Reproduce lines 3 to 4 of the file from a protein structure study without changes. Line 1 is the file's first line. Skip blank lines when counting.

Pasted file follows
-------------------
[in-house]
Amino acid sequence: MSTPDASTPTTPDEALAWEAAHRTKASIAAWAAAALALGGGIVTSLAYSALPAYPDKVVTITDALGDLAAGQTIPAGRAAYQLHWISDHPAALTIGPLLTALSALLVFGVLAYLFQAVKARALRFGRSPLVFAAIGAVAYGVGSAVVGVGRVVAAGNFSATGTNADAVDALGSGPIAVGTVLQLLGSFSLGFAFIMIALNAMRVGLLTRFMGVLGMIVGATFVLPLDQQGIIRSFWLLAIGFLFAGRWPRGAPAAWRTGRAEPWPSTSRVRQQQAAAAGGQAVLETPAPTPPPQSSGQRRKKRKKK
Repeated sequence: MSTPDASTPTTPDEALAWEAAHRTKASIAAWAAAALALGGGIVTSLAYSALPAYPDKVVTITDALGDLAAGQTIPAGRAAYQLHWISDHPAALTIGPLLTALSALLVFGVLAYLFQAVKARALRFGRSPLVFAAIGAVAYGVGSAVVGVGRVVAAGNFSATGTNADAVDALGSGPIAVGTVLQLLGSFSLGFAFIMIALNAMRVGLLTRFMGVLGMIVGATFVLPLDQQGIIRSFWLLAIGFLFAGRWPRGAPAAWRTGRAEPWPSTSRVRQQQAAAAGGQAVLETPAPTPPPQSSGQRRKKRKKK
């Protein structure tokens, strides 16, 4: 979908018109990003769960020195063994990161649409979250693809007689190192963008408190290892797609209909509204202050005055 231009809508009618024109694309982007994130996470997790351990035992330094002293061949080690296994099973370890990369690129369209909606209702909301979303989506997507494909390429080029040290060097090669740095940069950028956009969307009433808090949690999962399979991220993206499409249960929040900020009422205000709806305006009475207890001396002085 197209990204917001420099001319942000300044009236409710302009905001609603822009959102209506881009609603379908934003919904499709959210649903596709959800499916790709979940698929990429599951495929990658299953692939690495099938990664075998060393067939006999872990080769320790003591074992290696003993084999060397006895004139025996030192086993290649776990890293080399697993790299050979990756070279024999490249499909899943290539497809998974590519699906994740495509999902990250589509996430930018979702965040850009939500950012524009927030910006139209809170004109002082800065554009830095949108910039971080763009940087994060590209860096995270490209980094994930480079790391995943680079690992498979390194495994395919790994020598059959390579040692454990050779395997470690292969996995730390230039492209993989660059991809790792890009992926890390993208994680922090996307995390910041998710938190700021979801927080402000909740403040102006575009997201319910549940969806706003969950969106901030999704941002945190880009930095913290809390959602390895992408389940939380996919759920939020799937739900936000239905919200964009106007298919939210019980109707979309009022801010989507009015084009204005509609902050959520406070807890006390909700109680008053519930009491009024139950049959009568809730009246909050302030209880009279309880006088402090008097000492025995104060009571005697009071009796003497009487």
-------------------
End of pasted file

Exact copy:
Repeated sequence: MSTPDASTPTTPDEALAWEAAHRTKASIAAWAAAALALGGGIVTSLAYSALPAYPDKVVTITDALGDLAAGQTIPAGRAAYQLHWISDHPAALTIGPLLTALSALLVFGVLAYLFQAVKARALRFGRSPLVFAAIGAVAYGVGSAVVGVGRVVAAGNFSATGTNADAVDALGSGPIAVGTVLQLLGSFSLGFAFIMIALNAMRVGLLTRFMGVLGMIVGATFVLPLDQQGIIRSFWLLAIGFLFAGRWPRGAPAAWRTGRAEPWPSTSRVRQQQAAAAGGQAVLETPAPTPPPQSSGQRRKKRKKK
């Protein structure tokens, strides 16, 4: 979908018109990003769960020195063994990161649409979250693809007689190192963008408190290892797609209909509204202050005055 231009809508009618024109694309982007994130996470997790351990035992330094002293061949080690296994099973370890990369690129369209909606209702909301979303989506997507494909390429080029040290060097090669740095940069950028956009969307009433808090949690999962399979991220993206499409249960929040900020009422205000709806305006009475207890001396002085 197209990204917001420099001319942000300044009236409710302009905001609603822009959102209506881009609603379908934003919904499709959210649903596709959800499916790709979940698929990429599951495929990658299953692939690495099938990664075998060393067939006999872990080769320790003591074992290696003993084999060397006895004139025996030192086993290649776990890293080399697993790299050979990756070279024999490249499909899943290539497809998974590519699906994740495509999902990250589509996430930018979702965040850009939500950012524009927030910006139209809170004109002082800065554009830095949108910039971080763009940087994060590209860096995270490209980094994930480079790391995943680079690992498979390194495994395919790994020598059959390579040692454990050779395997470690292969996995730390230039492209993989660059991809790792890009992926890390993208994680922090996307995390910041998710938190700021979801927080402000909740403040102006575009997201319910549940969806706003969950969106901030999704941002945190880009930095913290809390959602390895992408389940939380996919759920939020799937739900936000239905919200964009106007298919939210019980109707979309009022801010989507009015084009204005509609902050959520406070807890006390909700109680008053519930009491009024139950049959009568809730009246909050302030209880009279309880006088402090008097000492025995104060009571005697009071009796003497009487």